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Police Response to Emotionally Disturbed Persons: Analyzing New Models of Police Interactions With the Mental Health System

NCJ Number
Date Published
79 pages
This evaluation of three approaches in the police response to emotionally disturbed persons involved two innovative pre-booking diversion programs and one traditional mobile mental health crisis response team.
Birmingham's Community Service Officer program (Alabama) uses in-house mental health specialists employed by the police department to handle police contacts that involve emotionally disturbed persons. Knoxville's mobile mental health crisis unit (Tennessee) uses community mental health-based crisis teams in coordination with the police department. The Memphis Crisis Intervention Team (Tennessee) is composed of sworn officers with special training in mental health issues. A primary focus of this study was to examine the extent to which use of a pre-booking diversion program is associated with a "specialized" police response (in contrast to a general dispatcher call) and with reductions in the arrest of people with mental illness. The study was also interested in how police officers perceived the specialized response used by their department, as well as in what factors might be associated with their differential effectiveness ratings. Based on how the two pre-booking programs and the traditional mobile mental health crisis team performed and were viewed by police officers in the three cities, there is reason to believe that specialized programs can improve outcomes for mentally ill people in crisis. Particularly, these programs hold promise for diverting mentally ill people from jail, keeping them in the community, and facilitating access to treatment. 11 exhibits, 33 references, and appended study instruments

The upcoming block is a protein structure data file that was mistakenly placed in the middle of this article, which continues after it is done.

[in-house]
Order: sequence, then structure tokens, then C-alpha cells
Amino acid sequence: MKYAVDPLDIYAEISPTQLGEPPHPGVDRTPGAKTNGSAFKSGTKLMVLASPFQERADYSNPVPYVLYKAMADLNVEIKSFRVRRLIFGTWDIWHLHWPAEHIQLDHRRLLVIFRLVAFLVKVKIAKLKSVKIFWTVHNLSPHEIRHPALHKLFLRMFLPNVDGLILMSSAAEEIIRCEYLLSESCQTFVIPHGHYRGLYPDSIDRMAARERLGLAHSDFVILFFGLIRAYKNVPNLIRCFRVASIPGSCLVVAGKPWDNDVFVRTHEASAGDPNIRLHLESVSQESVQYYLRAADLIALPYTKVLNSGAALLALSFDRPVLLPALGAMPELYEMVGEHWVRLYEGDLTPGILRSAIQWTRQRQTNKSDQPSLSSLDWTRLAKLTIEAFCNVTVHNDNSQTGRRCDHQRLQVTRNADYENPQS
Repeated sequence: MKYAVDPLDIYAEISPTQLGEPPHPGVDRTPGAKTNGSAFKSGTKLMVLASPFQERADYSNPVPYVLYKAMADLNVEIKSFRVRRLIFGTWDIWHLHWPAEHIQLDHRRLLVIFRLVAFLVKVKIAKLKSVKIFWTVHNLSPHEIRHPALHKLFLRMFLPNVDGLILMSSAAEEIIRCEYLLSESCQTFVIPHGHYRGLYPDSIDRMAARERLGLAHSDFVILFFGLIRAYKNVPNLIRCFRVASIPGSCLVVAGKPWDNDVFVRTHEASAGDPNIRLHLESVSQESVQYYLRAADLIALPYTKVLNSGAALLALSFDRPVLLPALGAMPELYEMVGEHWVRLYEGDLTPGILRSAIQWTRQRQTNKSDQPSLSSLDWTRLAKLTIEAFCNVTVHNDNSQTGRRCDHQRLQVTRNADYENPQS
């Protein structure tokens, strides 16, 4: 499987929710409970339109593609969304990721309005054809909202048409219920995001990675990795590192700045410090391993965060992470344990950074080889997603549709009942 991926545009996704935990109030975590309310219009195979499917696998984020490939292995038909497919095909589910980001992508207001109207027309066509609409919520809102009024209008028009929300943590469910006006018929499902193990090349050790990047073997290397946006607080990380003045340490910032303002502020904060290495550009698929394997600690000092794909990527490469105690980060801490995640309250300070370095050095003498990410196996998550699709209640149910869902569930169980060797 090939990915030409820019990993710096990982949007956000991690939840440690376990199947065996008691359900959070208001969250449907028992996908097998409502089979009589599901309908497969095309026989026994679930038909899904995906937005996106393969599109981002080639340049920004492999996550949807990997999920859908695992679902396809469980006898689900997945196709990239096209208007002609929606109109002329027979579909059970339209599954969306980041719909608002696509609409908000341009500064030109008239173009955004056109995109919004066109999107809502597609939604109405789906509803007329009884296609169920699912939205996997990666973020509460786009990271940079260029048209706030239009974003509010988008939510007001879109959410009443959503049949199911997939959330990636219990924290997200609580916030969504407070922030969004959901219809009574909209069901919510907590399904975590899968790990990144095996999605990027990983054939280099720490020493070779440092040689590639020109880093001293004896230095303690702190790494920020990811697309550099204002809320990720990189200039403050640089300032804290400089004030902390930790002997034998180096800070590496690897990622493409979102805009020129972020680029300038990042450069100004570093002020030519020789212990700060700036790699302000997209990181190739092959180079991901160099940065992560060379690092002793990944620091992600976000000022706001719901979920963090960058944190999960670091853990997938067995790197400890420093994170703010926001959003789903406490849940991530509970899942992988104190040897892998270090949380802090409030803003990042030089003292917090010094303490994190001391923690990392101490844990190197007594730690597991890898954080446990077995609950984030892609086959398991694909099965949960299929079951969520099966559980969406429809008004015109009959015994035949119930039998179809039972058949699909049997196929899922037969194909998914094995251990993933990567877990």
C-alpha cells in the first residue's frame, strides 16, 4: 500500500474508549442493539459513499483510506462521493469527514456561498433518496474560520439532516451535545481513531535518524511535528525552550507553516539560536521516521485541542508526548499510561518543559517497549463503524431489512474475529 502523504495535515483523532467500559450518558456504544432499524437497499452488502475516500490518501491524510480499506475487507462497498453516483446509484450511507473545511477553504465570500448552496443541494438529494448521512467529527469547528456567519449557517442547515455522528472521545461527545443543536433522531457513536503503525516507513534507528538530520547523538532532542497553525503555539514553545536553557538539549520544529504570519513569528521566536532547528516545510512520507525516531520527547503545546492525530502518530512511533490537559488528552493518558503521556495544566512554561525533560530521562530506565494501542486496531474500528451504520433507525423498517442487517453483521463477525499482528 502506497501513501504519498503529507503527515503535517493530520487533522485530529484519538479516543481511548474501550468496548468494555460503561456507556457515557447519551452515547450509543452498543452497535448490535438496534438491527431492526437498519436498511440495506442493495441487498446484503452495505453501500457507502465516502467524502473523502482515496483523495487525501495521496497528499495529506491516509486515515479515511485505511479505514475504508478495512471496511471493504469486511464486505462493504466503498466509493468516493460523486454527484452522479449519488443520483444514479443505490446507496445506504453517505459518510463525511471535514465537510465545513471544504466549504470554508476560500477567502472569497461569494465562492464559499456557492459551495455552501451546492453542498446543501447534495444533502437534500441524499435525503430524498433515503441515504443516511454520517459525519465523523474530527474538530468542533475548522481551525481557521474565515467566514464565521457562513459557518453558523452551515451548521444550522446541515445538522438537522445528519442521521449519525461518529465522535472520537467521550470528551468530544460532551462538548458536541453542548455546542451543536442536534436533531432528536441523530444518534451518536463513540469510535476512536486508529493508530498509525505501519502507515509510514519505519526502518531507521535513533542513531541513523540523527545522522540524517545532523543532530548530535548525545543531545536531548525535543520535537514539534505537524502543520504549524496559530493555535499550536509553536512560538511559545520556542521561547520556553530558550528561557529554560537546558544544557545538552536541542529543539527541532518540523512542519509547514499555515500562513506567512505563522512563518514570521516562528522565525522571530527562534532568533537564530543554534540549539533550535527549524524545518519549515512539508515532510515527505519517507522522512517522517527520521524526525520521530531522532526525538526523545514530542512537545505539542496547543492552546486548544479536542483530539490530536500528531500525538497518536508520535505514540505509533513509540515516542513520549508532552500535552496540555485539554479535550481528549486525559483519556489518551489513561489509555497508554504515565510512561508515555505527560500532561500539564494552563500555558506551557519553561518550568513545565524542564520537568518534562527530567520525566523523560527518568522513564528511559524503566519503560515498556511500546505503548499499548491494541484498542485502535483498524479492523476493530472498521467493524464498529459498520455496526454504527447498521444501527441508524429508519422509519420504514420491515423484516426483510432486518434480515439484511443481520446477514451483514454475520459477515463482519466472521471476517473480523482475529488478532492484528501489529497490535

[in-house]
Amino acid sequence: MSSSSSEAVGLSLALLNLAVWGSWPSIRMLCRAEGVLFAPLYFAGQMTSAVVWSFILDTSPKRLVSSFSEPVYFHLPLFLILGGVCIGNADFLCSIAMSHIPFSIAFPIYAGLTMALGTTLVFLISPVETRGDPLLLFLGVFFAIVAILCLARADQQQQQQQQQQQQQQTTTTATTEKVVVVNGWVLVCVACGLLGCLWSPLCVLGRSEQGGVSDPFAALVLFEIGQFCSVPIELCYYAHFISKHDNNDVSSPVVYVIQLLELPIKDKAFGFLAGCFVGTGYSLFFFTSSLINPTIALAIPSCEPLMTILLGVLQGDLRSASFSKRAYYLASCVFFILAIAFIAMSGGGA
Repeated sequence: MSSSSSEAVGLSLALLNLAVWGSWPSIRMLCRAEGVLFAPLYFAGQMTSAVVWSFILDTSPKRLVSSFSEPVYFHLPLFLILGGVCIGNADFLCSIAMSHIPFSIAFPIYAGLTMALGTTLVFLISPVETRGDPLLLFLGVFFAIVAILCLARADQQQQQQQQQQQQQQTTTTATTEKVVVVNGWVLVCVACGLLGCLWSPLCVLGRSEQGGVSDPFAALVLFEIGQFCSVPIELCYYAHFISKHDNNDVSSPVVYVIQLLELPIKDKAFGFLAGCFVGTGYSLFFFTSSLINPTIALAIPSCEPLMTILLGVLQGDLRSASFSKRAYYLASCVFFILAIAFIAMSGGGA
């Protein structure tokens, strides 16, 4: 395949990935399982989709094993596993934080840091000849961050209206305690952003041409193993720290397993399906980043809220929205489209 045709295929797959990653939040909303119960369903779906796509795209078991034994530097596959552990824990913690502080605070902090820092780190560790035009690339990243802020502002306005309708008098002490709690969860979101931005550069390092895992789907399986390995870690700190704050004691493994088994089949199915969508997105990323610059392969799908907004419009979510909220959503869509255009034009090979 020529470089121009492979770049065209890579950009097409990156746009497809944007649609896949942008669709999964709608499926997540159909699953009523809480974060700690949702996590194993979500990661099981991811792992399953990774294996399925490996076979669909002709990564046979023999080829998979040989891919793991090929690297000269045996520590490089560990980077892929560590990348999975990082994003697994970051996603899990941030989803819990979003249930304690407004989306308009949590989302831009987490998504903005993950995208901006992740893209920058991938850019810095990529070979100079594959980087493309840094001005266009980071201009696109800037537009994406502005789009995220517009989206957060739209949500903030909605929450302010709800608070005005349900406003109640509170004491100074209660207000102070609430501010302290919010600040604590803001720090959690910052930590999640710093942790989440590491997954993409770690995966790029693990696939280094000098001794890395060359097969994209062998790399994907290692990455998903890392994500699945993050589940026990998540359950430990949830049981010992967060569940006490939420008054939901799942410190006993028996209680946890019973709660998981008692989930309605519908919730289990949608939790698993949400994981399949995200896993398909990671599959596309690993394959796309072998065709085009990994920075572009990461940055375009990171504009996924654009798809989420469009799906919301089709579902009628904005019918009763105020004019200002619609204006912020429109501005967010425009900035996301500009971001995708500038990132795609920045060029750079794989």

Date Published: January 1, 1997